Mapping Methodism – Wheal Busy Primitive Methodist Chapel

Categories Mapping Methodism, Projects0 Comments

Wheal Busy is a village between Redruth and Turo in the Gwennap mining area of Cornwall. During the 18th century the mine there produced enormous amounts of copper ore and was very wealthy, but from the later 19th century onwards was not profitable. This profile of Wheal Busy Primitive Methodist Chapel, albeit without the location, has been compiled by Tony Mansell with information from historian J C C Probert.


The cover map shows the general area but we have been unable to locate the Primitive Methodist Chapel.

1849: The Wheal Busy Primitive Methodist Society appears on the scene with 40 members. (J C C Probert)

J C C Probert refers to a note on the Primitive Methodist records which says “… the Wheal Busy members were received”. He wonders if the society had split or transferred from another denomination.

1851: A chapel was built to seat 200; it was private property. (J C C Probert) Its location is unknown.

1853: Wheal Busy Primitive Methodist Society had 24 members. (J C C Probert)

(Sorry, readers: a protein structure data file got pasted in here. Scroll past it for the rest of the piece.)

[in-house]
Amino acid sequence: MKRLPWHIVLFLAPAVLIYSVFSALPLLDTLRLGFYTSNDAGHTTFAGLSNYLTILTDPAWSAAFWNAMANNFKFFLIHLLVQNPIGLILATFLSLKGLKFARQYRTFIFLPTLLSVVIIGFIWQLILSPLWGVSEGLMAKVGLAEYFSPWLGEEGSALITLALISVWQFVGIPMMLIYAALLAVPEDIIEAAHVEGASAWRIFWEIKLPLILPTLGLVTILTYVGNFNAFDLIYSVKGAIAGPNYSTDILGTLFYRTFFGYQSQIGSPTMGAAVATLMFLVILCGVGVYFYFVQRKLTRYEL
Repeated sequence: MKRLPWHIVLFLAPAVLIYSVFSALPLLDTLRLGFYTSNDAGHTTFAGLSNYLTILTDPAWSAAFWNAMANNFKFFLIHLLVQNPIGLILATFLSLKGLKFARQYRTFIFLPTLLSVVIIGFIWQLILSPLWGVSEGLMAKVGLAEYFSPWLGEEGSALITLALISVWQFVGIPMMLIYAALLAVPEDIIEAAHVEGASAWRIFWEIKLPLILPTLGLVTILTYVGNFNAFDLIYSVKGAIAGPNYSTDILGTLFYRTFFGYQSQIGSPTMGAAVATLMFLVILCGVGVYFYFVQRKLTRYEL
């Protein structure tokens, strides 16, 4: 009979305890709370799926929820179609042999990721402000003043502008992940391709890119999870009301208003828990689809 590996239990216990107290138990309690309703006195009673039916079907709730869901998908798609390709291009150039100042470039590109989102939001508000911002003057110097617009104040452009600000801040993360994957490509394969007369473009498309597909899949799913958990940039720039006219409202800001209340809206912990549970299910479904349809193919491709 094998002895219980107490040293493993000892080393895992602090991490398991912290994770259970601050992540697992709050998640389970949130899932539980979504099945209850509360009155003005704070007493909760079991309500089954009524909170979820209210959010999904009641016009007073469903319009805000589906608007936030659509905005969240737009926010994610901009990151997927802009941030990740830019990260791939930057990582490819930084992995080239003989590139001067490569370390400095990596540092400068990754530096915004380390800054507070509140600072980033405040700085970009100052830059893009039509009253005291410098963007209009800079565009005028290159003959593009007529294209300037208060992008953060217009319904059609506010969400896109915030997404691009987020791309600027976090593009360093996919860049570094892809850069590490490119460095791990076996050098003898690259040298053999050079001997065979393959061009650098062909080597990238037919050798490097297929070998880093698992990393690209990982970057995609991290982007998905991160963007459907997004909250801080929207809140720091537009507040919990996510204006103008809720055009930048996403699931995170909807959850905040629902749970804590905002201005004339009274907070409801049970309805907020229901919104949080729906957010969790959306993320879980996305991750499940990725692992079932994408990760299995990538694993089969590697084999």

1857: Wheal Busy Primitive Methodist Society had 15 members. (J C C Probert)

1858: Wheal Busy Primitive Methodist Society had 23 members. (J C C Probert)

1870: There was a crowded audience here for an entertainment of 1d readings. (J C C Probert)

1872: “Wheal Busy. Primitive Methodist Missions. On Sunday week the annual missionary sermons were preached in the Primitive Methodist Chapel, Wheal Busy, in the afternoon and evening, by the Rev. J. Harding, circuit minister. On the following Thursday the missionary meeting was held, when the chair was taken at seven o’clock by Capt. C. Bishop, of Great Wheal Busy Mine. After a very able and interesting speech from the chairman, the meeting was powerfully addressed by Mr. W. H. Miners, Mr. S. Chynoweth, and Rev. J. Harding. The speeches were full of thought, earnestness, and eloquence. Although the weather proved unfavourable, yet the chapel was comfortably filled; and the collections were in advance of last year.” (Royal Cornwall Gazette – Saturday 7 December 1872)

1877: The chapel passed out of the Connexion’s hands when the congregation joined Salem. (J C C Probert)


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